Today’s Cubs Birthdays (August 13)
~Andre Thornton 1949– (Cubs 1973-1976)
Andre was acquired from the Braves in the trade that sent Joe Pepitone out of Chicago. That turned out to be a good deal for the Cubs, because Andre turned into one of the top young sluggers in the National League. His nickname was “Thunder” and he hit 18 homers in his first full season as the Cubs first baseman (1975). Thunder seemed poised for even bigger things, but early in 1976 the Cubs traded him for Larry Biittner and Steve Renko. Andre went on to become a two-time All-Star. He hit 253 homers in 14 big league seasons, but only 30 of those were hit for the Cubs. (Photo: Topps 1975 Baseball Card)
~Corey Patterson 1979– (Cubs 2000-2005)
The third overall pick of the 1998 draft, Corey was a can’t-miss 5-tool prospect. He had power, speed, and played an outstanding center field. He certainly had flashes of greatness in a Cubs uniform, including an Opening Day when he drove in eight runs, but he also disappeared for weeks at a time, and had a very hard time mastering the strike zone. In 2003, he was having an All-Star caliber season when he got hurt. His injury forced the Cubs to go out and acquire Kenny Lofton — who arguably was the MVP of the Cubs the rest of that season. In 2004, Corey clubbed 24 homers and stole 32 bases, and it looked he had finally arrived. But in 2005, it all fell apart for him. Patterson hit a woeful .215 and had more strikeouts than hits. The Cubs shipped him off to Baltimore after the season for two minor leaguers who never made it to the big club. Patterson played another six seasons in the big leagues for the Orioles, Reds, Nationals, Brewers, Blue Jays, and Cardinals. His career numbers were very respectable (118 homers, 218 stolen bases, .252 average), but he never quite lived up to the lofty expectations. Corey’s father Don played in the NFL for the Giants and Lions, and his brother Eric was also a big league baseball player.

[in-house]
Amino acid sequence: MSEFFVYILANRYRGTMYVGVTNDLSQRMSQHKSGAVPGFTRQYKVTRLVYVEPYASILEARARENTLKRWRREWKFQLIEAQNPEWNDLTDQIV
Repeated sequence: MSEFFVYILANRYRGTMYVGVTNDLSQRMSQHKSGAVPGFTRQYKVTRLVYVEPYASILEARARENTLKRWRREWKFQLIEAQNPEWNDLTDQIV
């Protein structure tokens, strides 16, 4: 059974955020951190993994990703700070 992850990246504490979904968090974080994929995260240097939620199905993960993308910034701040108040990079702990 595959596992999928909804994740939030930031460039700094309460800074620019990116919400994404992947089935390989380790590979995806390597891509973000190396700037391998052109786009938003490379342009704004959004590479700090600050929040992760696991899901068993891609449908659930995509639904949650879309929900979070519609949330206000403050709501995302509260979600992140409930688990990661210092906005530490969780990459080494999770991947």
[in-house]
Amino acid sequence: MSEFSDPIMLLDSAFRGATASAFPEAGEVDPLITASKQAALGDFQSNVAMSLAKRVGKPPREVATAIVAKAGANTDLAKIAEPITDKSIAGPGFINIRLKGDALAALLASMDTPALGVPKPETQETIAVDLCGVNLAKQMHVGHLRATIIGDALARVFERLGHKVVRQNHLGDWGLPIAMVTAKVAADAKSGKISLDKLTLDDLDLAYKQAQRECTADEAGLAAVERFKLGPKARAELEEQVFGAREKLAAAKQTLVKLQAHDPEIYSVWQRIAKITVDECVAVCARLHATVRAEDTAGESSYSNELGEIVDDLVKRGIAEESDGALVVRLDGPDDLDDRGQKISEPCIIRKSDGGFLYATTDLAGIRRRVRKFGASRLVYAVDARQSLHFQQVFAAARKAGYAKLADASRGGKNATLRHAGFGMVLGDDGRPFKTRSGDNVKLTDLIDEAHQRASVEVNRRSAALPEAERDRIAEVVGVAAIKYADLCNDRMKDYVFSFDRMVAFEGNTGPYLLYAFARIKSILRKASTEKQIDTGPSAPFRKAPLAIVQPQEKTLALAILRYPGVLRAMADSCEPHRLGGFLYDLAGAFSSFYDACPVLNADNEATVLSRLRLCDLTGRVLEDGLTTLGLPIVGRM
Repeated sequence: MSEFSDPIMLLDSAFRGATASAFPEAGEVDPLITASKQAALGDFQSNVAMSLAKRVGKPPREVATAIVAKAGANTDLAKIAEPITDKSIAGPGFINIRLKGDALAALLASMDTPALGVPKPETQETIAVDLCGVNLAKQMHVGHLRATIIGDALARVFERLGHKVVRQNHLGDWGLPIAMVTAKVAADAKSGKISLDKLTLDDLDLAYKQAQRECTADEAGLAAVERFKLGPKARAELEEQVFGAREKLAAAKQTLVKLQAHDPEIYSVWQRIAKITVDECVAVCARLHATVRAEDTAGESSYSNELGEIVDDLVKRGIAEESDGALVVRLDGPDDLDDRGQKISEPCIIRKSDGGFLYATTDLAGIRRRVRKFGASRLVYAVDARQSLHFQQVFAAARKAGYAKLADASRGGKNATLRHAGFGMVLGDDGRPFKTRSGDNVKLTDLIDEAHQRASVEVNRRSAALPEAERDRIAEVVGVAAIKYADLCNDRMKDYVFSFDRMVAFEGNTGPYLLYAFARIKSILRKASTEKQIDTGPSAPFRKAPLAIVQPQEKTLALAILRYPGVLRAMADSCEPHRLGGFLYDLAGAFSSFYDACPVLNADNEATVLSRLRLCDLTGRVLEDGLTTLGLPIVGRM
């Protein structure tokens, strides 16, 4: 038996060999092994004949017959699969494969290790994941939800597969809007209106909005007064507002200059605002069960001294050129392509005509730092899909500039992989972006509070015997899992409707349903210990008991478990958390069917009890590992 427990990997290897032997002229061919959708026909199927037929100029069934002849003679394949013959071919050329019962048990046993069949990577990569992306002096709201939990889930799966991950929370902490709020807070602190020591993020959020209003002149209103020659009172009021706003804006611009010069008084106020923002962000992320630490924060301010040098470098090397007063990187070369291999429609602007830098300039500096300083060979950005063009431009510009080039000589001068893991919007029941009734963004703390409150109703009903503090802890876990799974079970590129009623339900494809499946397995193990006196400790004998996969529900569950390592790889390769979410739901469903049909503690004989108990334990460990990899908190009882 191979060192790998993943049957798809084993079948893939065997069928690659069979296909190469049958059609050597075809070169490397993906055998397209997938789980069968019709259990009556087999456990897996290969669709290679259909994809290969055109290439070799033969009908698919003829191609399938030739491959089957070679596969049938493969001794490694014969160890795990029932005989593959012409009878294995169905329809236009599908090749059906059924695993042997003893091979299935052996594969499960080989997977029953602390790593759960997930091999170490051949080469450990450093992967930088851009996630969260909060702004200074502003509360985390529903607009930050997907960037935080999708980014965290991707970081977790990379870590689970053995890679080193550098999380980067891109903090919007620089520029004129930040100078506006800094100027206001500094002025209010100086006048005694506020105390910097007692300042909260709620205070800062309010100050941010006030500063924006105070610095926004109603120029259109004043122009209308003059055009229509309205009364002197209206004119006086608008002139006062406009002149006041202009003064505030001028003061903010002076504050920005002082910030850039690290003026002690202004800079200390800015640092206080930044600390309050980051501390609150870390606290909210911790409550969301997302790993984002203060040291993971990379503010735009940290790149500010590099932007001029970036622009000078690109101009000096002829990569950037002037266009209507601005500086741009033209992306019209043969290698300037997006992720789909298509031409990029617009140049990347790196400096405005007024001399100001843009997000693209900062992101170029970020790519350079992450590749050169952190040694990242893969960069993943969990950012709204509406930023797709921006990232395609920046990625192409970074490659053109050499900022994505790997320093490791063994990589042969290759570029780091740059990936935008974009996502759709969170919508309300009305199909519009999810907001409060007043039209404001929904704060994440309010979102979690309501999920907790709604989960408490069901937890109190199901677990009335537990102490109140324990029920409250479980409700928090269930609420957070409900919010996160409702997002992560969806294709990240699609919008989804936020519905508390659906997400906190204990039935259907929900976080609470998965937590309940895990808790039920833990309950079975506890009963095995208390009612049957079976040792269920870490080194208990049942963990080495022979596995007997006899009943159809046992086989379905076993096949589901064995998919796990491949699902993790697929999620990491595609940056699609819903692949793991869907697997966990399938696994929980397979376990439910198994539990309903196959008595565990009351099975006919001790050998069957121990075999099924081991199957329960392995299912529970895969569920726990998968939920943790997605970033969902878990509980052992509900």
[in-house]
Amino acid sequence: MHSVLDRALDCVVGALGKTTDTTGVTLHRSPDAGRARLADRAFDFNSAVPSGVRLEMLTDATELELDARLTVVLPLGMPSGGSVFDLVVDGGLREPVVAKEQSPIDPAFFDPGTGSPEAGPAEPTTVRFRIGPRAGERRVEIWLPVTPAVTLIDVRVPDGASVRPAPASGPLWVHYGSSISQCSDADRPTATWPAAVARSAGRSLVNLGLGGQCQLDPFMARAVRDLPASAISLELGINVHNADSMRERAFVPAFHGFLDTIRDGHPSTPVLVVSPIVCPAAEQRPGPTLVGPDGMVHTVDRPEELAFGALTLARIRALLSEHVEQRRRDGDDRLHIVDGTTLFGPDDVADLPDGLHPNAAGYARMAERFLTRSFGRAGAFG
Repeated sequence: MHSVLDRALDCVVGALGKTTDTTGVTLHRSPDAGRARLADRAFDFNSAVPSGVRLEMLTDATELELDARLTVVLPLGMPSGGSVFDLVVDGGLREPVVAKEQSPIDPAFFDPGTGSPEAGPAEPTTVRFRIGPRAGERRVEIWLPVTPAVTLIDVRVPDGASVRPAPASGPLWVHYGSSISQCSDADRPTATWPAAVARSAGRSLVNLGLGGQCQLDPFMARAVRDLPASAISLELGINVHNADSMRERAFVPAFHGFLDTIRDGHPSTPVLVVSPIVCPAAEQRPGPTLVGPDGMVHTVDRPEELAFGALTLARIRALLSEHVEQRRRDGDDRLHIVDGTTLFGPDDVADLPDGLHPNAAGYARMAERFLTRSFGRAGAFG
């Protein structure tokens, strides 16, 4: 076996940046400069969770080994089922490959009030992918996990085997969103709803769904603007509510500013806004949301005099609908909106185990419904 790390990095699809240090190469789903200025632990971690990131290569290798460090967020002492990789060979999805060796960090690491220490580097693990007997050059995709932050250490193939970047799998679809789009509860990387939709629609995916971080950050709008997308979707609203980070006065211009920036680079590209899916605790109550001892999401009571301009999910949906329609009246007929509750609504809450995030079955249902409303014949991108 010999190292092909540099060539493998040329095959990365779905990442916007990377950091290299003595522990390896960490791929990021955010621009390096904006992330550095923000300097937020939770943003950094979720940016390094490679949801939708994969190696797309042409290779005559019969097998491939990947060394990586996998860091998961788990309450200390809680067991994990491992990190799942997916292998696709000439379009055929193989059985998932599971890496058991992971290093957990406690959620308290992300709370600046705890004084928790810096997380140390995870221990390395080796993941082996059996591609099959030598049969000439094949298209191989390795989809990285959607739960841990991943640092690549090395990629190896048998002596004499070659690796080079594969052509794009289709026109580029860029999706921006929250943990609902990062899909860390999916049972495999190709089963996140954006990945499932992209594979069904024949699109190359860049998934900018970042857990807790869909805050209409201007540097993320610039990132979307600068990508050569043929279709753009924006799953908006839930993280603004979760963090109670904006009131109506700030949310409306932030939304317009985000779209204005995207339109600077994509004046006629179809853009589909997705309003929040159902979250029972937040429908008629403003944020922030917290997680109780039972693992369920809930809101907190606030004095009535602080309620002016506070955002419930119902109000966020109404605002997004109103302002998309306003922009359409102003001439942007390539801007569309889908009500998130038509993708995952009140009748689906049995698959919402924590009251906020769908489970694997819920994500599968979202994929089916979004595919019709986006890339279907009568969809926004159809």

~Will Ohman 1977– (Cubs 2000-2007)
Ohman was a lefty reliever who experienced some severe arm troubles while he was a member of the Cubs. Those arm troubles caused him to undergo Tommy John surgery and miss the entire 2002-2004 seasons. When he finally returned to the big leagues as a situational lefty, he had some success. In 2005 Ohman appeared in 69 games for the Cubs and posted a 2.91 ERA. That was probably his best season in Chicago. He later also pitched for the Braves, Dodgers, Orioles, Marlins, and White Sox.